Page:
A trope and a cliche are not the same, though they often overlap in discussions about cinema and storytelling.

Tropes are not inherently negative; they become tools that help structure narratives and develop characters. For example, the “Mentor” trope, seen in characters like Obi-Wan Kenobi in “Star Wars” or Mr. Miyagi in “The Karate Kid,” guides the hero and shares knowledge.

On the other hand, a cliche refers to a trope or an element of a story that has become overused to the point of losing its original impact or novelty. It often carries a negative connotation because it suggests a lack of originality or creativity.

For instance, the “damsel in distress” trope was once popular but has become a cliche as audiences grew tired of seeing women in roles that require them to be saved by male heroes without agency.

So, while all cliches are tropes, not all tropes are cliches. A trope becomes a cliche when it’s overused and lacks freshness or originality. Filmmakers can use tropes effectively by giving them unique twists or deeper contexts, thus avoiding the pitfall of cliches.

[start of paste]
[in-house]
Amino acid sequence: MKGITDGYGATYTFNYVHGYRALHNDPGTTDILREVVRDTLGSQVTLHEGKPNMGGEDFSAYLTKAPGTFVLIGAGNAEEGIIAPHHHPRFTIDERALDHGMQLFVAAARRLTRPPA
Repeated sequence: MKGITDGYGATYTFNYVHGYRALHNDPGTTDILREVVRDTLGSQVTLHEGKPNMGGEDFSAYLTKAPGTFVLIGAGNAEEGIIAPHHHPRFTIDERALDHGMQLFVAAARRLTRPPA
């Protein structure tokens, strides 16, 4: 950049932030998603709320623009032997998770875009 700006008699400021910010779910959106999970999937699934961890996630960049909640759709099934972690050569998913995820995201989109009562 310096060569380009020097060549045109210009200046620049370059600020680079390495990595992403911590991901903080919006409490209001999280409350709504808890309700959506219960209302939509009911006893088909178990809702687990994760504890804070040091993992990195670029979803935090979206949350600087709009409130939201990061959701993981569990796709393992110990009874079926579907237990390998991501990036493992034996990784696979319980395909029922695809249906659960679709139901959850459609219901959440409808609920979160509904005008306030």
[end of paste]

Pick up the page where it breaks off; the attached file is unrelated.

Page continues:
Summing Up

A trope is a common or recurring literary or cinematic device, theme, or motif that filmmakers use to convey a concept to the audience quickly and efficiently.

Tropes are not inherently negative but an effective way to provide audiences with familiar experiences and subvert expectations. However, filmmakers risk veering into cliches when they use these tropes too predictably or without innovation.

Up Next: What are the archetypes in film?

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  • Jan Sørup

    Jan Sørup is a indie filmmaker, videographer and photographer from Denmark. He owns filmdaft.com and the Danish company Apertura, which produces video content for big companies in Denmark and Scandinavia. Jan has a background in music, has drawn webcomics, and is a former lecturer at the University of Copenhagen.